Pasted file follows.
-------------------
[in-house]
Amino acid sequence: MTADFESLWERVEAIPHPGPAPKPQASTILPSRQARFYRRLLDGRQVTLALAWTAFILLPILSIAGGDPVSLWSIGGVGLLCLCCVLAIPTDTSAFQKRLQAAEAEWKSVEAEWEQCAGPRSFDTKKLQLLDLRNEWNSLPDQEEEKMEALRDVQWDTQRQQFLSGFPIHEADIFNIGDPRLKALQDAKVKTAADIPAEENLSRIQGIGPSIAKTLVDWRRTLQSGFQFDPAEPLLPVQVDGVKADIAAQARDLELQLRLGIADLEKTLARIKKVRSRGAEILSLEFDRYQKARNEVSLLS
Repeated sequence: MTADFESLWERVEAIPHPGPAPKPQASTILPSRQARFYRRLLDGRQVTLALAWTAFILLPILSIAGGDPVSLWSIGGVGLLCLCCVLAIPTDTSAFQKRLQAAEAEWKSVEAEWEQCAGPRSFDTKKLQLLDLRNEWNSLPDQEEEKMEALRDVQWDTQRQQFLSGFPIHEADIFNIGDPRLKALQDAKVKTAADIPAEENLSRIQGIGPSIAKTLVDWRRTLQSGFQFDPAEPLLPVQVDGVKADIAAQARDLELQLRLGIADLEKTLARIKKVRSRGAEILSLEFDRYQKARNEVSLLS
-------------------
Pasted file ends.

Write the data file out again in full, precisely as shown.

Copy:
[in-house]
Amino acid sequence: MTADFESLWERVEAIPHPGPAPKPQASTILPSRQARFYRRLLDGRQVTLALAWTAFILLPILSIAGGDPVSLWSIGGVGLLCLCCVLAIPTDTSAFQKRLQAAEAEWKSVEAEWEQCAGPRSFDTKKLQLLDLRNEWNSLPDQEEEKMEALRDVQWDTQRQQFLSGFPIHEADIFNIGDPRLKALQDAKVKTAADIPAEENLSRIQGIGPSIAKTLVDWRRTLQSGFQFDPAEPLLPVQVDGVKADIAAQARDLELQLRLGIADLEKTLARIKKVRSRGAEILSLEFDRYQKARNEVSLLS
Repeated sequence: MTADFESLWERVEAIPHPGPAPKPQASTILPSRQARFYRRLLDGRQVTLALAWTAFILLPILSIAGGDPVSLWSIGGVGLLCLCCVLAIPTDTSAFQKRLQAAEAEWKSVEAEWEQCAGPRSFDTKKLQLLDLRNEWNSLPDQEEEKMEALRDVQWDTQRQQFLSGFPIHEADIFNIGDPRLKALQDAKVKTAADIPAEENLSRIQGIGPSIAKTLVDWRRTLQSGFQFDPAEPLLPVQVDGVKADIAAQARDLELQLRLGIADLEKTLARIKKVRSRGAEILSLEFDRYQKARNEVSLLS